San Antonio City Council today repeatedly ignored challenges to put the issue up for a public vote, and approved that $187 million plan to build a streetcar line downtown completely with taxpayer money, 1200 WOAI news reprots.
The final vote was 7-3, with north side council members Carlton Soules, Elisa Chan and Reed Williams voting no. An earlier vote to scrap the plan failed.
Opponents like Homeowner Taxpayer Association President Bob Martin taunted the council for not agreeing to place the issue on the ballot for a public vote, pointing out that the streetcar cost is larger than the cost of the Pre-K for SA program which was put before voters for approval.
Martin said the reason council won’t allow the public to vote on the streetcar is because they know that the wildly unpopular project would lose badly.
“Obviously, your greatest fear is voter interference, which might come through the election proecss,” Martin said. “Don’t fear democracy. Please.”
Much of the debate centered on the fact that $15 million in private sector funding has been yanked from the project, prompting one city staffer to actually say that the loss of the $15 million won’t be that big a deal because a way has been found to force taxpayers to pay the entire price.
Ben Brewer, who heads the Downtown Alliance, said the private sector money was not pulled because downtown busiensses don’t like the streetcr project, but because the route of the streetcar isn’t known yet.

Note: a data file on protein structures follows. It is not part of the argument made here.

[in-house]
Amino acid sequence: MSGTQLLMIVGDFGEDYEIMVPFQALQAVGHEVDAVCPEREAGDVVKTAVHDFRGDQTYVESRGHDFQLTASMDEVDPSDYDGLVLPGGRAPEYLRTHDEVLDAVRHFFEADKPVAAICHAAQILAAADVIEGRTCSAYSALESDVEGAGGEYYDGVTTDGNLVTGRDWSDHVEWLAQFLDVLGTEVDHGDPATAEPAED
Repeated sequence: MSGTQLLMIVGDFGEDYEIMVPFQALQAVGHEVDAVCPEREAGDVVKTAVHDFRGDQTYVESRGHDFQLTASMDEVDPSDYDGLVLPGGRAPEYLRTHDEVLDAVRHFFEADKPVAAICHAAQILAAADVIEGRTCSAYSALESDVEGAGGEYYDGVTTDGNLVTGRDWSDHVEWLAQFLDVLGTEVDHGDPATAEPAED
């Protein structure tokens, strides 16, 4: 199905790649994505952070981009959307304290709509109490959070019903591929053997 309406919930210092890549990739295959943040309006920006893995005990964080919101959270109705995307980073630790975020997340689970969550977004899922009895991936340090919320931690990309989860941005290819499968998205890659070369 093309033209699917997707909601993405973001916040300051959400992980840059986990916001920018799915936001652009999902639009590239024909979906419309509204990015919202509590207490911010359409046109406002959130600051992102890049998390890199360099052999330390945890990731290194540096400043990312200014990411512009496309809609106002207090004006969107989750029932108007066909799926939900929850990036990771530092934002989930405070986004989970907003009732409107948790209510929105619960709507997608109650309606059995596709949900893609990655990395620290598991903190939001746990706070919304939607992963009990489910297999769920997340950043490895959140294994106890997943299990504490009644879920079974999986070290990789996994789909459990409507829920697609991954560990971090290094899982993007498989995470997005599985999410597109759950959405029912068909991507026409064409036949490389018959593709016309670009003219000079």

He promised that just as soon as the route is determined, private money will begin to flow.
“Once the alignments are known for these routes, there will be opportunities for property owners and other indivdiuals to look at private contributions to help support this system,” Brewer said.
Soules called Brewer’s bluff, offering to write those ‘future contributions’ into the plan.
“The question is, why don’t we formalize that now?” he asked. “Before we go forward on this proposal, why don’t we lock down the details of that.”
Like the request to put the issue on the ballot, Soules question was ignored.
In fact, the streetcar is so amazingly unpopular that city officials inserted in all literature supporting the 2012 $596 million city bond issue that no bond money would be used for what it referred to as the ‘VIA Streetcar Project,’ knowing that if voters thought a dime of the money would go to the streetcar, the bond issue would fail.
City officials hope to have the streetcar chugging along the tracks by 2017.